New Year’s Eve around the world

Due to the pandemic, New Year’s Eve will be subdued worldwide, with celebrations marking the start of 2022 largely canceled or scaled back. In the heart of Europe, in Paris, fireworks were canceled and the obligation to wear masks outdoors was reinstated, respected by the majority of people who spent the last hours of 2021 on the Champs-Élysées.

In Berlin, police asked not to go to the Brandenburg Gate, where a concert was taking place for which no live audience was expected, while in Madrid only 7,000 people were allowed to go to the Puerta del Sol, where the crowd traditionally tops 20,000 people in attendance.

In London, the traditional fireworks display in the city center was replaced by a televised light and drone show, held in a secret location to avoid crowds on site. In New York, only 15,000 people were allowed into Times Square. Further south on the continent, in Rio de Janeiro, a few thousand people gathered in Copacabana for the traditional fireworks display, while music played from loudspeakers in the absence of live concerts.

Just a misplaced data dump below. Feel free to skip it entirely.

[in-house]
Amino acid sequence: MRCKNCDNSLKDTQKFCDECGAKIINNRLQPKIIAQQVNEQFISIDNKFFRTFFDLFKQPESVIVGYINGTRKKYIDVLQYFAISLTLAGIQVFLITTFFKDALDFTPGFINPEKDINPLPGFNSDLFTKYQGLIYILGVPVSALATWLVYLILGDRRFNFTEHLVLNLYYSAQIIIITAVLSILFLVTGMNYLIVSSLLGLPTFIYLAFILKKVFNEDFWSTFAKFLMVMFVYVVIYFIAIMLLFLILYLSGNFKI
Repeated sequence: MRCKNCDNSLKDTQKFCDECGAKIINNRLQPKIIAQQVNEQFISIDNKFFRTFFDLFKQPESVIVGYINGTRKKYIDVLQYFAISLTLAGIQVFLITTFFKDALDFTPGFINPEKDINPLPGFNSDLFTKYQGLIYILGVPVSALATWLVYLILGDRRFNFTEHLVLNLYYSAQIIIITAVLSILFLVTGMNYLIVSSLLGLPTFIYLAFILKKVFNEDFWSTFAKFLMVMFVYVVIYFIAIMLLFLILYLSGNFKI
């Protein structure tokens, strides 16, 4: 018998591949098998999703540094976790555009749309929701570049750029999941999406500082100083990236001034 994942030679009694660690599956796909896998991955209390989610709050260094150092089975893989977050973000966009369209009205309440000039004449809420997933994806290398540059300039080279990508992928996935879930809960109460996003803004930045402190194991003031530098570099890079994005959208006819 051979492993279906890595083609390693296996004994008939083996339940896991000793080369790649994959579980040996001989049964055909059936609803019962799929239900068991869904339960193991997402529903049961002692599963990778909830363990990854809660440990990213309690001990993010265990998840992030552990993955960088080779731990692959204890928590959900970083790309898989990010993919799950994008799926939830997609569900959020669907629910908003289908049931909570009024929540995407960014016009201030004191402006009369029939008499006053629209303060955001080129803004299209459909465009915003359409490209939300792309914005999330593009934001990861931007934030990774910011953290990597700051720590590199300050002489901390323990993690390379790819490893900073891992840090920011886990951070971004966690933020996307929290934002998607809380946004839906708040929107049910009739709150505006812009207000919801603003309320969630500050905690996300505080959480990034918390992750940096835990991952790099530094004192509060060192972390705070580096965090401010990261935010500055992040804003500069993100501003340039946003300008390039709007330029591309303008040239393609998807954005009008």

Australia also celebrated the start of the new year, despite a record 32,000 new cases in a day, with thousands of fireworks lighting up the Sydney sky at midnight in front of a smaller crowd than in previous years. South Korea has closed many beaches and attractions on its east coast, while India has imposed nighttime curfews and restrictions in New Delhi, Mumbai and other major cities.

In China, the Shanghai government canceled the usual light show along the Huangpu River that usually attracts hundreds of thousands of spectators. Even in Beijing, where temples have been closed or have limited access since mid-December, there are no public celebrations.

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